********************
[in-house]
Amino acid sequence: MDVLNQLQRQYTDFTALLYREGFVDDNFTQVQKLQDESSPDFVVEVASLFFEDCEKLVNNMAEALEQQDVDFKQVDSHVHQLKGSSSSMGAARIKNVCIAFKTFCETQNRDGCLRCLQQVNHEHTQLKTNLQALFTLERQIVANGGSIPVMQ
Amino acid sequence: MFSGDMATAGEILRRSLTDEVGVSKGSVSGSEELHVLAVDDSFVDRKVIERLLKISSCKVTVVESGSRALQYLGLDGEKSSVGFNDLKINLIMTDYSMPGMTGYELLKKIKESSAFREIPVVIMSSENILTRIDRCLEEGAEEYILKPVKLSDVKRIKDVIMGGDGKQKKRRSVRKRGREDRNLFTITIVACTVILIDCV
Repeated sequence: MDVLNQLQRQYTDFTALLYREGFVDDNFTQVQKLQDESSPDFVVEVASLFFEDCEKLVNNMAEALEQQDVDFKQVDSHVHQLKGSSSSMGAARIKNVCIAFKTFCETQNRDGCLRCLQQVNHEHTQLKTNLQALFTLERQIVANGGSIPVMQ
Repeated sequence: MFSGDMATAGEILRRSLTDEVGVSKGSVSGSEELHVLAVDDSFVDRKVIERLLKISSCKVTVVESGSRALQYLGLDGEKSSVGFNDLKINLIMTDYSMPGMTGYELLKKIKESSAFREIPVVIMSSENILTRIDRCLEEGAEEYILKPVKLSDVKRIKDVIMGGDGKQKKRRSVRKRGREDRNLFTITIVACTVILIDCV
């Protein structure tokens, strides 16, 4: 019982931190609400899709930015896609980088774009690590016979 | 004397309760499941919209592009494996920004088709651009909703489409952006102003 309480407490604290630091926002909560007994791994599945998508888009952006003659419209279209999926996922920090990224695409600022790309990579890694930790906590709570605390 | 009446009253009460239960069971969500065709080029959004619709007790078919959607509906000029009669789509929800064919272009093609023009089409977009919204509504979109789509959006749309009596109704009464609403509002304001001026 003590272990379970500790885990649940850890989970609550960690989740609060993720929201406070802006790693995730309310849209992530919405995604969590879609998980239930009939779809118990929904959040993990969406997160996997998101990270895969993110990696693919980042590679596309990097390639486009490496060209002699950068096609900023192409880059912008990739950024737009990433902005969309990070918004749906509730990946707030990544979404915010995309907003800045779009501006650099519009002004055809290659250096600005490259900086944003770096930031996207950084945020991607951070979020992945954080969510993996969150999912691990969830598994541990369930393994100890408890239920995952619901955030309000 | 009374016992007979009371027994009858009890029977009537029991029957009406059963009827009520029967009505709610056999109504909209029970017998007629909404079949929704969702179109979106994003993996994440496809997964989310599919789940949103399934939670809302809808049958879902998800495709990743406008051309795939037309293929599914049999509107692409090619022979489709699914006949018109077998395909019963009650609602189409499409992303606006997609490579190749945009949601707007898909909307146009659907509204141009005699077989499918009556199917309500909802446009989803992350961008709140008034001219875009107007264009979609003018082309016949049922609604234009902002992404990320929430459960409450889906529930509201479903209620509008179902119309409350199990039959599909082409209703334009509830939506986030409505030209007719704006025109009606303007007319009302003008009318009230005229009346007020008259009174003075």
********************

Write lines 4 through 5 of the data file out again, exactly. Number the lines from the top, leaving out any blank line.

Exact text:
Repeated sequence: MDVLNQLQRQYTDFTALLYREGFVDDNFTQVQKLQDESSPDFVVEVASLFFEDCEKLVNNMAEALEQQDVDFKQVDSHVHQLKGSSSSMGAARIKNVCIAFKTFCETQNRDGCLRCLQQVNHEHTQLKTNLQALFTLERQIVANGGSIPVMQ
Repeated sequence: MFSGDMATAGEILRRSLTDEVGVSKGSVSGSEELHVLAVDDSFVDRKVIERLLKISSCKVTVVESGSRALQYLGLDGEKSSVGFNDLKINLIMTDYSMPGMTGYELLKKIKESSAFREIPVVIMSSENILTRIDRCLEEGAEEYILKPVKLSDVKRIKDVIMGGDGKQKKRRSVRKRGREDRNLFTITIVACTVILIDCV